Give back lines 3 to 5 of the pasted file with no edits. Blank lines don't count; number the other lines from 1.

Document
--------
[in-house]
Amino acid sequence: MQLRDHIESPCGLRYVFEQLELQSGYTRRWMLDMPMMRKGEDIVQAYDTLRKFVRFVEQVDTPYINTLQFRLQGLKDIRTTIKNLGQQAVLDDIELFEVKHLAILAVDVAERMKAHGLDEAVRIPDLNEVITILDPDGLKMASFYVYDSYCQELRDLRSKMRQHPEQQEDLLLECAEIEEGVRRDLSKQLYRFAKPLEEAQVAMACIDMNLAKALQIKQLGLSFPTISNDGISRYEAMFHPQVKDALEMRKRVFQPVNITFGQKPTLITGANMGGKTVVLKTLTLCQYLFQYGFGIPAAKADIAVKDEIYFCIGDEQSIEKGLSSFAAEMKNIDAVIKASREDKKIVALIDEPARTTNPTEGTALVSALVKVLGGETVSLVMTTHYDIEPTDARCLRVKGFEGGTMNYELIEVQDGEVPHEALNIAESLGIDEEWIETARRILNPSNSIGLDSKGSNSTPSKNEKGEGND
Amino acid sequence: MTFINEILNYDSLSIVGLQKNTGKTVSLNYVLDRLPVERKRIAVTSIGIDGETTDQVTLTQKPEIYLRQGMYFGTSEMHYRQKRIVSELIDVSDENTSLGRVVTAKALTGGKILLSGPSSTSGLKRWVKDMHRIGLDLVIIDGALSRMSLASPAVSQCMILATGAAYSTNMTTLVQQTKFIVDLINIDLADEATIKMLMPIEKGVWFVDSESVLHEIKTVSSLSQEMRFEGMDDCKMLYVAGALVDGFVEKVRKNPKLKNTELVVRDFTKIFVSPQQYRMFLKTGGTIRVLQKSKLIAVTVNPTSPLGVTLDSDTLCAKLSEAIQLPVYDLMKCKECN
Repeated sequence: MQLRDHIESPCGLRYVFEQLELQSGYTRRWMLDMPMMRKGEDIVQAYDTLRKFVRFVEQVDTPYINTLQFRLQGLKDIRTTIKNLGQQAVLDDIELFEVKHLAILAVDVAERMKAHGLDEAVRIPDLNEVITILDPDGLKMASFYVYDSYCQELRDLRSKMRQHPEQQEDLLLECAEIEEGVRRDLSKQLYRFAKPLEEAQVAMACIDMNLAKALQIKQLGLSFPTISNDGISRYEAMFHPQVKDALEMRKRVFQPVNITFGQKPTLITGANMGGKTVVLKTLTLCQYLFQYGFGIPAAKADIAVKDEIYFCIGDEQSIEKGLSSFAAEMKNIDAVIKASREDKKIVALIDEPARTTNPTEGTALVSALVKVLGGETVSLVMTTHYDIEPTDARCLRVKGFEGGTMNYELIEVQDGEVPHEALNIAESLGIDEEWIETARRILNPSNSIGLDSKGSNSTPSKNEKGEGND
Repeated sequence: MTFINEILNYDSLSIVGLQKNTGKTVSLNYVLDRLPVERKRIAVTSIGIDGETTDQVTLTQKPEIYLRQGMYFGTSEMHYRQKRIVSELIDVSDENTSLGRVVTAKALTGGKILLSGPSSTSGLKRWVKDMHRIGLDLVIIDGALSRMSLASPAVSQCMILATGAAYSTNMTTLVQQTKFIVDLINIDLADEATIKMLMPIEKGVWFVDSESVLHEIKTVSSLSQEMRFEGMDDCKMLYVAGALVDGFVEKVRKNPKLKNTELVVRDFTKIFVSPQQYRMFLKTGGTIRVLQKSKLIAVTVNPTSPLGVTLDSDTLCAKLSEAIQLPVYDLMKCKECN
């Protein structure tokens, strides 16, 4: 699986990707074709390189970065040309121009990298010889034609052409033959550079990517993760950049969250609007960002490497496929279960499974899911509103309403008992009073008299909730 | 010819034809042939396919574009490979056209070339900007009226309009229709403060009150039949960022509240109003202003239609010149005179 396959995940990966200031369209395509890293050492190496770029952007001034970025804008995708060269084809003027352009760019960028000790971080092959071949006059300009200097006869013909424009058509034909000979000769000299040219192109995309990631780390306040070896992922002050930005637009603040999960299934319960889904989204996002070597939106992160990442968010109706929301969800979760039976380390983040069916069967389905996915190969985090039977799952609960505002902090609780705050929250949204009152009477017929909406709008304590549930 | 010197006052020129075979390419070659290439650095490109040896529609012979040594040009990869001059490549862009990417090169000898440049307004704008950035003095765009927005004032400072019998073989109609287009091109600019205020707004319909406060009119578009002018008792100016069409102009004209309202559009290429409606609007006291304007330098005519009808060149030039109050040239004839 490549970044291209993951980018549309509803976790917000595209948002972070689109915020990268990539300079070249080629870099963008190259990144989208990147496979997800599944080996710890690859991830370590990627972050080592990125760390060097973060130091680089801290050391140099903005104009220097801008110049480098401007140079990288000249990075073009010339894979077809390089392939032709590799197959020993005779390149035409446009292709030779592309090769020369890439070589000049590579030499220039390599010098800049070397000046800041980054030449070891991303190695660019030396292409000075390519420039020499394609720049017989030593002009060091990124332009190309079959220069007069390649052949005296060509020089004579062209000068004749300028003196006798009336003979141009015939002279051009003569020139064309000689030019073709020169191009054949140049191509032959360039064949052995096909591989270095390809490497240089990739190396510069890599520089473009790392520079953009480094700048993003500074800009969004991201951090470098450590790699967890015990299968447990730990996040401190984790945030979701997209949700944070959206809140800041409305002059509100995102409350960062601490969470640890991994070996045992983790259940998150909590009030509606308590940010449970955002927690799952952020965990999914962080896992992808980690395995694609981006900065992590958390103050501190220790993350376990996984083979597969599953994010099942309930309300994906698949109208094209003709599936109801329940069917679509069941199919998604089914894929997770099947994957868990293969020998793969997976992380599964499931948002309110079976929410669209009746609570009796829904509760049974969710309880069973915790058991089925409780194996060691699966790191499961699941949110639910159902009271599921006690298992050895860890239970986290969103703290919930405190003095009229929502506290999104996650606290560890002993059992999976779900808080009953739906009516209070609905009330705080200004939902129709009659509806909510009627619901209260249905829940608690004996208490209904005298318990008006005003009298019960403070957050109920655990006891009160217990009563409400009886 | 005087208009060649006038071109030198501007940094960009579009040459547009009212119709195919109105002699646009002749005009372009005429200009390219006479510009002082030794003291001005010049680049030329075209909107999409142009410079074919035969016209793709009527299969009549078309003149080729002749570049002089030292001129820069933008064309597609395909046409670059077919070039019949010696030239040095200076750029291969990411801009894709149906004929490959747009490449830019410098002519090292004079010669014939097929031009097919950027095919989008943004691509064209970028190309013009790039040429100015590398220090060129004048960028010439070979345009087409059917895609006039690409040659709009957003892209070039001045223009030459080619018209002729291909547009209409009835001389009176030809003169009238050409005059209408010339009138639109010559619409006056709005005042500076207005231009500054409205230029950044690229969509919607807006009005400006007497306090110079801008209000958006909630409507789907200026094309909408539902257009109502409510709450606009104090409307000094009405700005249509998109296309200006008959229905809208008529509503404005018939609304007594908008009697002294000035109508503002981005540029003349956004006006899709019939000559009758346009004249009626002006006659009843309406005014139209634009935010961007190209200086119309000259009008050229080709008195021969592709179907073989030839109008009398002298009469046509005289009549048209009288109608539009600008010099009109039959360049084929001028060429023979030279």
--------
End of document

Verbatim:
Amino acid sequence: MTFINEILNYDSLSIVGLQKNTGKTVSLNYVLDRLPVERKRIAVTSIGIDGETTDQVTLTQKPEIYLRQGMYFGTSEMHYRQKRIVSELIDVSDENTSLGRVVTAKALTGGKILLSGPSSTSGLKRWVKDMHRIGLDLVIIDGALSRMSLASPAVSQCMILATGAAYSTNMTTLVQQTKFIVDLINIDLADEATIKMLMPIEKGVWFVDSESVLHEIKTVSSLSQEMRFEGMDDCKMLYVAGALVDGFVEKVRKNPKLKNTELVVRDFTKIFVSPQQYRMFLKTGGTIRVLQKSKLIAVTVNPTSPLGVTLDSDTLCAKLSEAIQLPVYDLMKCKECN
Repeated sequence: MQLRDHIESPCGLRYVFEQLELQSGYTRRWMLDMPMMRKGEDIVQAYDTLRKFVRFVEQVDTPYINTLQFRLQGLKDIRTTIKNLGQQAVLDDIELFEVKHLAILAVDVAERMKAHGLDEAVRIPDLNEVITILDPDGLKMASFYVYDSYCQELRDLRSKMRQHPEQQEDLLLECAEIEEGVRRDLSKQLYRFAKPLEEAQVAMACIDMNLAKALQIKQLGLSFPTISNDGISRYEAMFHPQVKDALEMRKRVFQPVNITFGQKPTLITGANMGGKTVVLKTLTLCQYLFQYGFGIPAAKADIAVKDEIYFCIGDEQSIEKGLSSFAAEMKNIDAVIKASREDKKIVALIDEPARTTNPTEGTALVSALVKVLGGETVSLVMTTHYDIEPTDARCLRVKGFEGGTMNYELIEVQDGEVPHEALNIAESLGIDEEWIETARRILNPSNSIGLDSKGSNSTPSKNEKGEGND
Repeated sequence: MTFINEILNYDSLSIVGLQKNTGKTVSLNYVLDRLPVERKRIAVTSIGIDGETTDQVTLTQKPEIYLRQGMYFGTSEMHYRQKRIVSELIDVSDENTSLGRVVTAKALTGGKILLSGPSSTSGLKRWVKDMHRIGLDLVIIDGALSRMSLASPAVSQCMILATGAAYSTNMTTLVQQTKFIVDLINIDLADEATIKMLMPIEKGVWFVDSESVLHEIKTVSSLSQEMRFEGMDDCKMLYVAGALVDGFVEKVRKNPKLKNTELVVRDFTKIFVSPQQYRMFLKTGGTIRVLQKSKLIAVTVNPTSPLGVTLDSDTLCAKLSEAIQLPVYDLMKCKECN